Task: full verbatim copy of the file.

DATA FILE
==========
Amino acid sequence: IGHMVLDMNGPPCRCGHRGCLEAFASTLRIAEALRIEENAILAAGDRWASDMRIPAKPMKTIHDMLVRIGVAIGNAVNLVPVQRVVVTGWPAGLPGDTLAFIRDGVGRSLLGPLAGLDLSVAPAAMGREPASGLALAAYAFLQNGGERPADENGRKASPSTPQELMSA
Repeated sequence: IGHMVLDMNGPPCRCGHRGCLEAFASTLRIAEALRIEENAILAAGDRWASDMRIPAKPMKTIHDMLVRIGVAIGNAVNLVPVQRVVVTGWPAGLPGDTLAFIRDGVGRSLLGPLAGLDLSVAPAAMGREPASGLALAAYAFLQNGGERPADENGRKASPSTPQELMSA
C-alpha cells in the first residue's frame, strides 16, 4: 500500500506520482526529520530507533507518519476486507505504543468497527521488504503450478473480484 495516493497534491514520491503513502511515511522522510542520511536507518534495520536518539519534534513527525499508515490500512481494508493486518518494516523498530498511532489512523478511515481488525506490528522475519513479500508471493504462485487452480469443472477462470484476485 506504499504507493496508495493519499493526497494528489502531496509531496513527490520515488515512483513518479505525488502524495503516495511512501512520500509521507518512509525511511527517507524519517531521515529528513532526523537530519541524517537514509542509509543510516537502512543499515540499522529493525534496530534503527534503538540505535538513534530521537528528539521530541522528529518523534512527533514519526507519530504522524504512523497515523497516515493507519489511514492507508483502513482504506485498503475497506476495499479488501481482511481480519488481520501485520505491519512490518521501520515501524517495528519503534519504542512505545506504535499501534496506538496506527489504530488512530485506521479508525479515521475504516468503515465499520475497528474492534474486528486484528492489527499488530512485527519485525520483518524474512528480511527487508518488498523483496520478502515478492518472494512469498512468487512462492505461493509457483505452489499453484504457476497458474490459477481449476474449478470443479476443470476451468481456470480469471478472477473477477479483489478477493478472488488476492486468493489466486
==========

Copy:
Amino acid sequence: IGHMVLDMNGPPCRCGHRGCLEAFASTLRIAEALRIEENAILAAGDRWASDMRIPAKPMKTIHDMLVRIGVAIGNAVNLVPVQRVVVTGWPAGLPGDTLAFIRDGVGRSLLGPLAGLDLSVAPAAMGREPASGLALAAYAFLQNGGERPADENGRKASPSTPQELMSA
Repeated sequence: IGHMVLDMNGPPCRCGHRGCLEAFASTLRIAEALRIEENAILAAGDRWASDMRIPAKPMKTIHDMLVRIGVAIGNAVNLVPVQRVVVTGWPAGLPGDTLAFIRDGVGRSLLGPLAGLDLSVAPAAMGREPASGLALAAYAFLQNGGERPADENGRKASPSTPQELMSA
C-alpha cells in the first residue's frame, strides 16, 4: 500500500506520482526529520530507533507518519476486507505504543468497527521488504503450478473480484 495516493497534491514520491503513502511515511522522510542520511536507518534495520536518539519534534513527525499508515490500512481494508493486518518494516523498530498511532489512523478511515481488525506490528522475519513479500508471493504462485487452480469443472477462470484476485 506504499504507493496508495493519499493526497494528489502531496509531496513527490520515488515512483513518479505525488502524495503516495511512501512520500509521507518512509525511511527517507524519517531521515529528513532526523537530519541524517537514509542509509543510516537502512543499515540499522529493525534496530534503527534503538540505535538513534530521537528528539521530541522528529518523534512527533514519526507519530504522524504512523497515523497516515493507519489511514492507508483502513482504506485498503475497506476495499479488501481482511481480519488481520501485520505491519512490518521501520515501524517495528519503534519504542512505545506504535499501534496506538496506527489504530488512530485506521479508525479515521475504516468503515465499520475497528474492534474486528486484528492489527499488530512485527519485525520483518524474512528480511527487508518488498523483496520478502515478492518472494512469498512468487512462492505461493509457483505452489499453484504457476497458474490459477481449476474449478470443479476443470476451468481456470480469471478472477473477477479483489478477493478472488488476492486468493489466486